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American Heart Association, Stroke, 11(52), p. 3633-3641, 2021

DOI: 10.1161/strokeaha.120.033124



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Endovascular Treatment Effect Diminishes With Increasing Thrombus Perviousness

This paper was not found in any repository, but could be made available legally by the author.
This paper was not found in any repository, but could be made available legally by the author.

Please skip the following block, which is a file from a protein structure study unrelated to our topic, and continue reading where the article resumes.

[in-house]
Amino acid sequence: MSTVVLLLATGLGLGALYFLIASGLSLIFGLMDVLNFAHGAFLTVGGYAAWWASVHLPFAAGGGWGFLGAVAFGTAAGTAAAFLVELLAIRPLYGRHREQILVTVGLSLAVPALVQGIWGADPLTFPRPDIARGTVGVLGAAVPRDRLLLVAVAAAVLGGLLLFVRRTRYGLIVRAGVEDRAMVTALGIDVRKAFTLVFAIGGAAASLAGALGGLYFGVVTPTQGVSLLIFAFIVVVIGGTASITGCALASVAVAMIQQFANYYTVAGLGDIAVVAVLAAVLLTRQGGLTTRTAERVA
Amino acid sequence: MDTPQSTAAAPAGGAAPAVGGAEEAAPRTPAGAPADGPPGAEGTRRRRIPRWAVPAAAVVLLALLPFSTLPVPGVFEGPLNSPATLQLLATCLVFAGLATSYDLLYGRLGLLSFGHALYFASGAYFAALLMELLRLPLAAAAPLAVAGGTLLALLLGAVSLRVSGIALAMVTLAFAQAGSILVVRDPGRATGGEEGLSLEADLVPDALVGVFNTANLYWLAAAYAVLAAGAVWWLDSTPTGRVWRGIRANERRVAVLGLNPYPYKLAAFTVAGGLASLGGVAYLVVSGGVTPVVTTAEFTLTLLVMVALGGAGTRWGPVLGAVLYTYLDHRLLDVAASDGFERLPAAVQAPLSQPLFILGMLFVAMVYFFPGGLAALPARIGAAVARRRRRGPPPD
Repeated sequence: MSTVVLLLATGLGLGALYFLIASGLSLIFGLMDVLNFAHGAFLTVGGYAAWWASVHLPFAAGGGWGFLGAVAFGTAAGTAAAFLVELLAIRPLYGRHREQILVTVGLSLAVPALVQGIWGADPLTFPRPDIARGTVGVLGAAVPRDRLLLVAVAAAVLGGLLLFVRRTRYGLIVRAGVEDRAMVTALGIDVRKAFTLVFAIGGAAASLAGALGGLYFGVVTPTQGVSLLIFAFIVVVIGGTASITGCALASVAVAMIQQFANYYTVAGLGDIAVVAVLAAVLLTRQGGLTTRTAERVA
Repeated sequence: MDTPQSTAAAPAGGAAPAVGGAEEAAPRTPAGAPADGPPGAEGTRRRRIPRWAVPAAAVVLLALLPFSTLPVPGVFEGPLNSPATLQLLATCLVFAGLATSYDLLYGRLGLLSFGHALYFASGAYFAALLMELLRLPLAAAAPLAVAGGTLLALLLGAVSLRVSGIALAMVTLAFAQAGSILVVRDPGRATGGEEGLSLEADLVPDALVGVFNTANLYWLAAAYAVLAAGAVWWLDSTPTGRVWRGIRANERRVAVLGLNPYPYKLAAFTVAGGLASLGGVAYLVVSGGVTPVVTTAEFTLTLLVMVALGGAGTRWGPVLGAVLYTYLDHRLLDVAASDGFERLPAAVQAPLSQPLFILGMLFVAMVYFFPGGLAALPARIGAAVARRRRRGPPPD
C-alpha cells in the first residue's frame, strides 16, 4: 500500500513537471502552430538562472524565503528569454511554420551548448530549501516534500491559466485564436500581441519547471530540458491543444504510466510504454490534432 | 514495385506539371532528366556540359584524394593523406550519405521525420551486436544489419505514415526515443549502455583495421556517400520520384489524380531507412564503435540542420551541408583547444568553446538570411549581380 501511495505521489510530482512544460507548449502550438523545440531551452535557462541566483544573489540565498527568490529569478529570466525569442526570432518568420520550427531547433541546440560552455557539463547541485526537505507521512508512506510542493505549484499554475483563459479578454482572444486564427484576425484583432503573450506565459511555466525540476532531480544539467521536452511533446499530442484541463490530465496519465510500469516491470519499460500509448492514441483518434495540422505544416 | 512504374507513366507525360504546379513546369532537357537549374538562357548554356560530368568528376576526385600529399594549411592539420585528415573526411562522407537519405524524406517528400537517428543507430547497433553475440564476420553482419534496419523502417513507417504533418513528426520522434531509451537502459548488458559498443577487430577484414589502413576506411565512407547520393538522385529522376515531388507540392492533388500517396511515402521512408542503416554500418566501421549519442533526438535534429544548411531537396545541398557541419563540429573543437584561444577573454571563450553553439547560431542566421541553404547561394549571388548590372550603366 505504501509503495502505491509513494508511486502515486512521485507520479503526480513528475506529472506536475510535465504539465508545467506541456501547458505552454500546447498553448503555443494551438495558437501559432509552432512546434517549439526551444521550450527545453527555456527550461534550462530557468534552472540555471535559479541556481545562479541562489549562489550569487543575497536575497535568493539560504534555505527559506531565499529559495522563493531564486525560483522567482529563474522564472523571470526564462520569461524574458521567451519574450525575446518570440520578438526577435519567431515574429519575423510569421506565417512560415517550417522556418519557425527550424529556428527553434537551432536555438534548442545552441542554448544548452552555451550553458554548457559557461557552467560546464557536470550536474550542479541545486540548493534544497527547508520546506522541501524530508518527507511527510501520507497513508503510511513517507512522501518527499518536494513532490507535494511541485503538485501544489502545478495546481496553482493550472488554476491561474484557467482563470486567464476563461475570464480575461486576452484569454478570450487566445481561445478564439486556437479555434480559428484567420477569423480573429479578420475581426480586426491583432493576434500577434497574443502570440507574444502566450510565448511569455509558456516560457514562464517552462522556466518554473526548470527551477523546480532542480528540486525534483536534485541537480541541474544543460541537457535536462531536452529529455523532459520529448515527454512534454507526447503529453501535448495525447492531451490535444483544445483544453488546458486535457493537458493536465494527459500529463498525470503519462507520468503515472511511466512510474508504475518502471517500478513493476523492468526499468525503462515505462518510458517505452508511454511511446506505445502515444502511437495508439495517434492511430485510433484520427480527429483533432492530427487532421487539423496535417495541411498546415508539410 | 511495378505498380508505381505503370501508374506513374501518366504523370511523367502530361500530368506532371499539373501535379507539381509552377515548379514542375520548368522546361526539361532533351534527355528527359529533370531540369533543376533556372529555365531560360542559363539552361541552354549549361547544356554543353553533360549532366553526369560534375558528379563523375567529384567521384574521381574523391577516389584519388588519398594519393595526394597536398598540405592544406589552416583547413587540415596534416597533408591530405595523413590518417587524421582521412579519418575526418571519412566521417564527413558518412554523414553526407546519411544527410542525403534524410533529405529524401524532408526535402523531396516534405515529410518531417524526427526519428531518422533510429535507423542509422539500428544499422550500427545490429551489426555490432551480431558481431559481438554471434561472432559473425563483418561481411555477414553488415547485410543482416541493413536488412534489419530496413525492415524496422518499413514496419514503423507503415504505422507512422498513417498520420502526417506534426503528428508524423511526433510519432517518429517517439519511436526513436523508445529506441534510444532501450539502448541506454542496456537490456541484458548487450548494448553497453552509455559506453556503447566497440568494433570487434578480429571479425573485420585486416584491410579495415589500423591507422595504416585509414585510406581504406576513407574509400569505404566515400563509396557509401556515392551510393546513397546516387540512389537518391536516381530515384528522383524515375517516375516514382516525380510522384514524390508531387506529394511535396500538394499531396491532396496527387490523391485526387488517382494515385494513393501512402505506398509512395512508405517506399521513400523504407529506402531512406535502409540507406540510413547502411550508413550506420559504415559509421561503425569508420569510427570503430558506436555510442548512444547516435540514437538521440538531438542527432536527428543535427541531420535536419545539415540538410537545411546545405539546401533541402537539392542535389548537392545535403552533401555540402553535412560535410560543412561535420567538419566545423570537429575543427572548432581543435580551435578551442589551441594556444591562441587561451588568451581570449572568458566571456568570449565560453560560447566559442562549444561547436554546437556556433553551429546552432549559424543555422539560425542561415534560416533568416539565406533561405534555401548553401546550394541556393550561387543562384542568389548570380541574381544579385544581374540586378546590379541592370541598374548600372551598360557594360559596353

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Background and Purpose: Thrombus perviousness estimates residual flow along a thrombus in acute ischemic stroke, based on radiological images, and may influence the benefit of endovascular treatment for acute ischemic stroke. We aimed to investigate potential endovascular treatment (EVT) effect modification by thrombus perviousness. Methods: We included 443 patients with thin-slice imaging available, out of 1766 patients from the pooled HERMES (Highly Effective Reperfusion Evaluated in Multiple Endovascular Stroke trials) data set of 7 randomized trials on EVT in the early window (most within 8 hours). Control arm patients (n=233) received intravenous alteplase if eligible (212/233; 91%). Intervention arm patients (n=210) received additional EVT (prior alteplase in 178/210; 85%). Perviousness was quantified by thrombus attenuation increase on admission computed tomography angiography compared with noncontrast computed tomography. Multivariable regression analyses were performed including multiplicative interaction terms between thrombus attenuation increase and treatment allocation. In case of significant interaction, subgroup analyses by treatment arm were performed. Our primary outcome was 90-day functional outcome (modified Rankin Scale score), resulting in an adjusted common odds ratio for a one-step shift towards improved outcome. Secondary outcomes were mortality, successful reperfusion (extended Thrombolysis in Cerebral Infarction score, 2B–3), and follow-up infarct volume (in mL). Results: Increased perviousness was associated with improved functional outcome. After adding a multiplicative term of thrombus attenuation increase and treatment allocation, model fit improved significantly ( P =0.03), indicating interaction between perviousness and EVT benefit. Control arm patients showed significantly better outcomes with increased perviousness (adjusted common odds ratio, 1.2 [95% CI, 1.1–1.3]). In the EVT arm, no significant association was found (adjusted common odds ratio, 1.0 [95% CI, 0.9–1.1]), and perviousness was not significantly associated with successful reperfusion. Follow-up infarct volume (12% [95% CI, 7.0–17] per 5 Hounsfield units) and chance of mortality (adjusted odds ratio, 0.83 [95% CI, 0.70–0.97]) decreased with higher thrombus attenuation increase in the overall population, without significant treatment interaction. Conclusions: Our study suggests that the benefit of best medical care including alteplase, compared with additional EVT, increases in patients with more pervious thrombi.